Icing The Cakewalk

The first two weeks of war have not exactly been the "cakewalk" predicted by Richard Perle, ex-chairman of the Pentagon's Defense Policy Board. Western troops, their numbers low on the ground and their supply lines under siege, have been bedeviled by false surrenders and soldiers disguised as civilians.

An Iraqi suicide bomber killed five U.S. soldiers last Saturday by luring them to his taxi at a checkpoint north of Najaf and then detonating an explosive. Another car bomb explosion on Friday killed three more American soldiers after a pregnant woman emerged screaming from a vehicle at a military checkpoint. And Iraqi Information Minister Mohammed Saeed al-Sahaf promised today that Iraqi guerillas will soon "commit a nonconventional act" on Western troops. Next, U.S. troops face what will likely be a battle for Baghdad, fought street by street, neighborhood by neighborhood. Those familiar with a war game called Millennium Challenge say none of this should be a surprise. Valuable lessons about guerilla warfare, they say, have gone unlearned by technology-smitten policymakers, setting Western troops up for even more nasty surprises as they move into Baghdad.

Millennium Challenge, a $250 million war game that took place between July 24 and Aug. 15 last summer, received some press when Paul Van Riper, a retired three-star Marine Corps general, complained in a private e-mail that was subsequently leaked to the Army Times that "Instead of a free-play, two-sided game ... it simply became a scripted exercise." The goal of the game--a massive simulated war between a Blue Team (the U.S.) and a Red Team (a despot-ruled oil-rich Persian Gulf country that remained nameless)--was to test a set of Defense Secretary Donald Rumsfeld-endorsed combat theories emphasizing technology, speed, agility and "leveraging our information superiority," according to the game's Web site. The hitch: Van Riper claims the game was rigged to validate the new theories. "It was in actuality an exercise that was almost entirely scripted to ensure a Blue 'win'," he wrote.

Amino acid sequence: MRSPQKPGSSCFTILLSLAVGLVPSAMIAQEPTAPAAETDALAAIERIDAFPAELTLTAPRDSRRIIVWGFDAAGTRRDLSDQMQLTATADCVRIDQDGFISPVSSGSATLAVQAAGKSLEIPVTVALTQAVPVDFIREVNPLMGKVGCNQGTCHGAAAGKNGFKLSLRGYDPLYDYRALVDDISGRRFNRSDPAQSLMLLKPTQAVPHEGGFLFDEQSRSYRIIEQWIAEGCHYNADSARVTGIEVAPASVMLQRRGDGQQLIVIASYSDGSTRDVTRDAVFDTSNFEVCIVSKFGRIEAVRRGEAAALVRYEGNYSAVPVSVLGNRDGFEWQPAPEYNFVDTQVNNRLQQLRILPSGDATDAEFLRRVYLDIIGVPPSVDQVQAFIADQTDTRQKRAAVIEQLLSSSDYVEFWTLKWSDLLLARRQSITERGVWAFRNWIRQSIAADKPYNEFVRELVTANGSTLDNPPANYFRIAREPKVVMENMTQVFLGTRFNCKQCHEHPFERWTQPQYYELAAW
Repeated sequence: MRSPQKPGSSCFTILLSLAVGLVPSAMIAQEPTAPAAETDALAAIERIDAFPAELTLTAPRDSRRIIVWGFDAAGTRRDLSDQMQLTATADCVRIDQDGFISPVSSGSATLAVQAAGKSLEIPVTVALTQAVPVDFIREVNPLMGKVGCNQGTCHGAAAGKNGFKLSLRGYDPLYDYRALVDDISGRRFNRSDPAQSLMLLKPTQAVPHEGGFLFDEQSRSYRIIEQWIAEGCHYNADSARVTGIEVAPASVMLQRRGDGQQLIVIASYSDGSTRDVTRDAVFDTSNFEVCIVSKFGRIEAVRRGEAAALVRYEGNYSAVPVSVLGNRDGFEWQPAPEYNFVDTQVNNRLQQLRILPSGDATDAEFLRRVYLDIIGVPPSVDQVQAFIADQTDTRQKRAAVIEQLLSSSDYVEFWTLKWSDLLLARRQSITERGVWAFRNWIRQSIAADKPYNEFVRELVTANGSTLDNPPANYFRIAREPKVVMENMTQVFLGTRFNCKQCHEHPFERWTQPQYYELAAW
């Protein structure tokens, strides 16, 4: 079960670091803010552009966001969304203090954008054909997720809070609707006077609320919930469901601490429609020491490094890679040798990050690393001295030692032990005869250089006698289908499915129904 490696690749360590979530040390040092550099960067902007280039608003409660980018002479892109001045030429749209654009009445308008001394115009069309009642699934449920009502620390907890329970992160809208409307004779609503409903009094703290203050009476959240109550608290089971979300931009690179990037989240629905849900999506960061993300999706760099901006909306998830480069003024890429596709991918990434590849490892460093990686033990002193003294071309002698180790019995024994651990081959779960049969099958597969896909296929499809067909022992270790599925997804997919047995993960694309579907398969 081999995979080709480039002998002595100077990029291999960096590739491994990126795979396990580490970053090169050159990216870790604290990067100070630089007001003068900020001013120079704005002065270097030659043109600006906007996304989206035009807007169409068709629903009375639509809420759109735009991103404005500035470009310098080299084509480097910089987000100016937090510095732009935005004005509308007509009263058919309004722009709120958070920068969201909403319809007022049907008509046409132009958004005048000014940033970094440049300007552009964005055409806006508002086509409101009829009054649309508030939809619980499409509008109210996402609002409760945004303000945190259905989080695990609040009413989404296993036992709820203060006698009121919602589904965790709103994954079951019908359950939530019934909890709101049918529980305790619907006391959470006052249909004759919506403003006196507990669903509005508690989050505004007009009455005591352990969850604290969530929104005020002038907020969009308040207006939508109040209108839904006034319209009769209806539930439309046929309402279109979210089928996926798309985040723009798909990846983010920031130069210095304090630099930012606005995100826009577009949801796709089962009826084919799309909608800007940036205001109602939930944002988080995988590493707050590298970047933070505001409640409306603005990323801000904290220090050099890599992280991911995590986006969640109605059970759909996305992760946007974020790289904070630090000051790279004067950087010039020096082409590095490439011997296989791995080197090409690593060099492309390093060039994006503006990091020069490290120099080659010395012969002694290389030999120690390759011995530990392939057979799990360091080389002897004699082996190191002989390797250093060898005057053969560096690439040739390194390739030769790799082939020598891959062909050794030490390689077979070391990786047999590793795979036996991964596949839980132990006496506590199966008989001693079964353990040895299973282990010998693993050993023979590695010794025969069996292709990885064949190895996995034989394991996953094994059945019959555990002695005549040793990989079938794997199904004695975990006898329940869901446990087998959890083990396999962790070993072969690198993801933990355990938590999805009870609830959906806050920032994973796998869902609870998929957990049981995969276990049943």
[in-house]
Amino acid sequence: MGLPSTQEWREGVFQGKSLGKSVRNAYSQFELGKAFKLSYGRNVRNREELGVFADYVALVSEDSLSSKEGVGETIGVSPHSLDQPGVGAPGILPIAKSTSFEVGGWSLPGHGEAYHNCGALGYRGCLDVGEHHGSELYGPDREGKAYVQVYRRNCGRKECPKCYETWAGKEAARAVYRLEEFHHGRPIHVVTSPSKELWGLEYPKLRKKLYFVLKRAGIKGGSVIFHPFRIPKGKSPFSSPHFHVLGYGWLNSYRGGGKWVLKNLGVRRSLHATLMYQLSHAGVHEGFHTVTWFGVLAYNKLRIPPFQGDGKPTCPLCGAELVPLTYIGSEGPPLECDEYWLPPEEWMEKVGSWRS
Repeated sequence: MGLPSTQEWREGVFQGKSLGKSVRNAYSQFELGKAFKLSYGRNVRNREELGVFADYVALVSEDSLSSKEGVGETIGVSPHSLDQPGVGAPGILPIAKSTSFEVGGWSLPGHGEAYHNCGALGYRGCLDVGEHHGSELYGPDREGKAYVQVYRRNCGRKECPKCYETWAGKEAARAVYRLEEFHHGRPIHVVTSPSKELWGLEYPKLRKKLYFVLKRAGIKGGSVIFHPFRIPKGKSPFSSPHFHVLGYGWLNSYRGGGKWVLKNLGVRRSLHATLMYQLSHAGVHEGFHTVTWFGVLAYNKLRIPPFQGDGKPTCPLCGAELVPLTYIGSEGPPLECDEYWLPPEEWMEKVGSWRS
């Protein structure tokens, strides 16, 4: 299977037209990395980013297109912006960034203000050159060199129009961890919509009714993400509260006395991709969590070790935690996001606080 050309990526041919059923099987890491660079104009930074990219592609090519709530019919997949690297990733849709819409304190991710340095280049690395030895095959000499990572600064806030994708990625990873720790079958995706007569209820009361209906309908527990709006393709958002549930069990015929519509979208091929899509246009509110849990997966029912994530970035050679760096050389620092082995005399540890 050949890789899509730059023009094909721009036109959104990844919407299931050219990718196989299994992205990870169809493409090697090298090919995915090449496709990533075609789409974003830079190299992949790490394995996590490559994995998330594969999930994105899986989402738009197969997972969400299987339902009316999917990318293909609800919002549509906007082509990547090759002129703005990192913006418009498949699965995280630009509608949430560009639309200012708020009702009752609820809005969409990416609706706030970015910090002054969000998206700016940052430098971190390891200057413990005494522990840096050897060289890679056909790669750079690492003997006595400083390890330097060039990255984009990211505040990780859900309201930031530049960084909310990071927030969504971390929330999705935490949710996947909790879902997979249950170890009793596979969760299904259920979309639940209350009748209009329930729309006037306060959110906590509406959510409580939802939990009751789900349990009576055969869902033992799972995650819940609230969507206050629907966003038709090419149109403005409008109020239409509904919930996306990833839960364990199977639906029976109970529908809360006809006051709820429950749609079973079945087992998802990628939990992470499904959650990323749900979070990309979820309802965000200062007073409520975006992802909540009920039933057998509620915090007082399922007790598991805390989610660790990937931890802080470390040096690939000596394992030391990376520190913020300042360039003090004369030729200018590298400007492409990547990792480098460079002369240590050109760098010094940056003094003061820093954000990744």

Thinking outside the camouflage box, Van Riper had outfoxed the Blue Team's eavesdropping technology by using motorcycle messengers to transmit orders to Red soldiers. His troops were constantly on the move and succeeded in firing chemical-tipped missiles at their faux enemies. And, with suicide bombers in speedboats, he even sank a few ships--hits that were negated when the ships were promptly refloated by the Blue Team. People familiar with the war game suggest that by ignoring the weaknesses Van Riper exposed, the Defense Department has done its troops a disservice in the current war on Iraq. "I think they felt that it was unimportant," Richard Oakley, a former ambassador to Somalia and State Department counterterrorism coordinator who played the Red Team's civilian leader, tells NEWSWEEK. "It is important. In 1983 in Lebanon we had 16-inch-gun battleships and carriers sitting off the coast, yet the guys used a car bomb and blew up the Marine barracks and killed 241 Marines." Saddam's men will continue to fight dirty, he predicts, and while U.S. troops on the ground may have registered surprise at not being welcomed like the liberators they've been told they are, he doubts that policy-crafters like Rumsfeld and Perle truly appreciate the dangers posed by low-tech enemies.